23 November 2023
Ko te Rauhuia he whakawātea i te ara ki ngā kaiako katoa, ahakoa te tūranga, ahakoa te horopaki whakaako ki te whakapakari i ōna pūmanawa hautū, kia tino eke ngā tamariki katoa o Aotearoa ki ngā taumata mātauranga kounga tiketike, i runga i te mahi pai o ngā kaihautū o tētahi tira kaiako matatau ā-ahurea, tūhono ki te ao.
Rauhuia enables every teacher, regardless of their role or setting, the opportunity to develop their leadership capability. Through principles and inspirational leadership, a culturally capable, competent, and connected teaching profession achieves educational equity and excellence for all children and young people in Aotearoa New Zealand.
You can access a range of resources to support you to develop your leadership capability in the Rauhuia | Leadership space.
Terenga Huihuinga | Symposia Series continues in November
The Rauhuia: Terenga Huihuinga | Symposia Series aims to share leadership perspectives, concepts, and contexts with the profession based on themes that have come from the profession. The themes examined so far are: Mana Oranga, exploring concepts of oranga | well-being from an Aotearoa New Zealand Leadership perspective; and Mana Whenua, exploring leadership linked to whenua – understanding the unique context we lead in. You can view recordings of previous symposia on our website.
The next online symposium in the Mana o te Whenua series is taking place on Thursday 23 November 2023 from 4:00pm to 5:30pm. Mana o te whenua – Awa, presented by Dr Mike Paki and Ngahina Transom (presenter bios below), explores leadership and how we can engage and learn from our own contexts to grow our community network of support. Register for this free event.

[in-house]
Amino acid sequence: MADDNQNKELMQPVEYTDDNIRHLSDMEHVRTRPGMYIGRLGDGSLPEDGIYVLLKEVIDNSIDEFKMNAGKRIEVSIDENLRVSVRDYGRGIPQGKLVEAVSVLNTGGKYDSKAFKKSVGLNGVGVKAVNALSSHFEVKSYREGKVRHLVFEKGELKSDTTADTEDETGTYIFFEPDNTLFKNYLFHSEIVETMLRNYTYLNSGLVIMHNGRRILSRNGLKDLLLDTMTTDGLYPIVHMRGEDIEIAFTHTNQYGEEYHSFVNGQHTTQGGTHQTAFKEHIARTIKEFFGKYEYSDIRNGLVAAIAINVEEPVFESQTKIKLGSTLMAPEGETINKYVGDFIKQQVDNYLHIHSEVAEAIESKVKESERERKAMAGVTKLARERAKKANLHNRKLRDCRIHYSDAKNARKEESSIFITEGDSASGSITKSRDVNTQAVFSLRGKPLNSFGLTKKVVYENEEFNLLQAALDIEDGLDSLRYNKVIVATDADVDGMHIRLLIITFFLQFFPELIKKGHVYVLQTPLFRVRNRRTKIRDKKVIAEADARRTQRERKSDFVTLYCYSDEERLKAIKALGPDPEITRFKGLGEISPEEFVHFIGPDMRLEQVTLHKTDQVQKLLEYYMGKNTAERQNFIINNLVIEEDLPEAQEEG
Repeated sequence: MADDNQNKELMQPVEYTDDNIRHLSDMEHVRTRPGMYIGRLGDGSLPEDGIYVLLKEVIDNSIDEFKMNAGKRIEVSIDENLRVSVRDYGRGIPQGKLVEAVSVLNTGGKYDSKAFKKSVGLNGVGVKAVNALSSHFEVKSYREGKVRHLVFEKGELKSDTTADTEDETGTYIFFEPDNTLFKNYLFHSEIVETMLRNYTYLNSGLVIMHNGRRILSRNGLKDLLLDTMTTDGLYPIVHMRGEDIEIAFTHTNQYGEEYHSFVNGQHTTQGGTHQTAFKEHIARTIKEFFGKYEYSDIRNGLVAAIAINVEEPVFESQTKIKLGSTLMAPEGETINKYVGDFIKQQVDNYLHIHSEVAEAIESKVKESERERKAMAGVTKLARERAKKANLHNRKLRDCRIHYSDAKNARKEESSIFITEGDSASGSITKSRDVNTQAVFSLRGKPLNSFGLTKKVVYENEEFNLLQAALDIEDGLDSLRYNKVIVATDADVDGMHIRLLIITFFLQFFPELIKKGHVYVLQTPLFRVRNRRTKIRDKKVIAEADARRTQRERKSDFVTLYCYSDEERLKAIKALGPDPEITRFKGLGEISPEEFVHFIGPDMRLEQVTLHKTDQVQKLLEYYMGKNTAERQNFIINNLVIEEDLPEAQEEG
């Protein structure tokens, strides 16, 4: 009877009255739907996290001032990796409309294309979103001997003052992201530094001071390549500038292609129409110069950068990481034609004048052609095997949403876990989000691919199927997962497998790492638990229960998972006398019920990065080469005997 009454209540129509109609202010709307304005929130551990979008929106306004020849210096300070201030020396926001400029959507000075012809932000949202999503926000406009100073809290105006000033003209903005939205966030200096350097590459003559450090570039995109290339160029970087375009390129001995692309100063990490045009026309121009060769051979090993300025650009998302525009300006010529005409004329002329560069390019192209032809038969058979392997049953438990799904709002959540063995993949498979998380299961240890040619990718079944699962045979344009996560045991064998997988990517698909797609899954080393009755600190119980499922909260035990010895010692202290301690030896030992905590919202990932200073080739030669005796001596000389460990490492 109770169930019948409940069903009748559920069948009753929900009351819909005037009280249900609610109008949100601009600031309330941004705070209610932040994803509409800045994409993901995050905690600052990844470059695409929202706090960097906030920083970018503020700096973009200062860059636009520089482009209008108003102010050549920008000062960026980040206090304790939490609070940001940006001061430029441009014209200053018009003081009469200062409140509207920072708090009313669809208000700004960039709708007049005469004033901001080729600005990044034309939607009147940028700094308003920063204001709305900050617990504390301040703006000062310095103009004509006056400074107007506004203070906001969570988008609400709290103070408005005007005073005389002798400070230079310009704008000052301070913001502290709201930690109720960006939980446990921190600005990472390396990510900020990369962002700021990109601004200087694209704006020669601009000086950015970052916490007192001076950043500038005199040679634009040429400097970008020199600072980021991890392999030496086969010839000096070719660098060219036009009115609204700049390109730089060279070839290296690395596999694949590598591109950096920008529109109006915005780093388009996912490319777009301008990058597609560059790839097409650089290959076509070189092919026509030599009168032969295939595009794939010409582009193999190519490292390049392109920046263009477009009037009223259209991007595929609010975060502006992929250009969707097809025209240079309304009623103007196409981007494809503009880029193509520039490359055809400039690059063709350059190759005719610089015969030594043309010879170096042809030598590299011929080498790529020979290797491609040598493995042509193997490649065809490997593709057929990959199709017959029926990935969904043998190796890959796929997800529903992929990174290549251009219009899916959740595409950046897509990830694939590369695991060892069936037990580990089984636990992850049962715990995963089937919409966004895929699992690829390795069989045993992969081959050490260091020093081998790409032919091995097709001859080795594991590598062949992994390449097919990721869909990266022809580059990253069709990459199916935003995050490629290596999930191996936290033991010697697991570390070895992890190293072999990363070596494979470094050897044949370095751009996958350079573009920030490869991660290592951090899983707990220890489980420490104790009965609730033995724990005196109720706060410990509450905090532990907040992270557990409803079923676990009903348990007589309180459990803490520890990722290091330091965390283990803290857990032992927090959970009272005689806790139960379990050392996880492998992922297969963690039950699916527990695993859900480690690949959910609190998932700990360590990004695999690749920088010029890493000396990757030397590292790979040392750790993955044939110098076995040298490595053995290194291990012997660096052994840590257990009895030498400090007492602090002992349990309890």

About the presenters
Dr Mike Paki
He kupu whakamohio, kupu whakapapa
Tuatahi, e huri aku whakaaro ki ngā kāhui mate o tērā pito, o tērāpito, ka tika, me mihi, ka tangi hoki tātou mō koutou. Nō reira, ngā urio Hine-nui-te-pō, haere atu rā, haere, haere atu rā, hoki atu rā.
Tuaruatia, ki ngā purapuratuawhiti, koutou e takahia ngā huarahi e horohia temāramatanga ki roto i ngā hinengaro maha o te ao nei, koutou ngā pukenga o te pōari rā,tēnā rā koutou, tēnā rā koutou katoa.
Micheal Paki, nō Ngāti Apa, Ngāti Tuwharetoa, and through his mother, has connections to County Antrim in Northern Ireland, holds a Phd in indigenous studies from Te Whare Wānanga o Awanuiārangi, focusing upon indigenous identity and education; and a bachelor's and master's degrees in Māori laws and philosophy, and a postgraduate degree in social work and supervision from Te Wānanga o Raukawa. He is ‘Koro’ to a number of mokopuna, kaumatua of Ngā Ariki hapū collective in Turakina, as well as several schools, plus the NZDF, a PLD facilitator for a number of iwi, and a cultural advisor to a number of institutions.
A muri ki mau ki tēna kia mau ki te kawau marō, whanake ake, whanake ake!
He uri tēnei no Ngāti Manaiapoto, Te Rarawa ki Hokianga, Mōkai Pātea hoki.
Ko Ngahina Transom ahau.
Ngahina Transom, principal of Frimley Primary School since March 2022, deputy principal 2018-2022. Frimley School has 550 ākonga in a diverse student roll with 42 per cent Māori, 10 per cent Pasifika, 24 per cent Indian/Asian and 38 per cent Pākehā.
Frimley’s curriculum, Ngā Ara Matauranga, is based on a relationship with mana-whenua, where the school ensures that tamariki know, understand, and experience learning that is rich, authentic, and relevant to past and present.
There is a school expectation that te reo is integrated and woven into all learning and that everyone in the kura is a learner. Te reo has been a professional expectation since 2018. All of Frimley’s kaiako and kaiawhina set goals, have weekly internal lessons, and have defined expectations in their roles and responsibilities to uphold in the kura.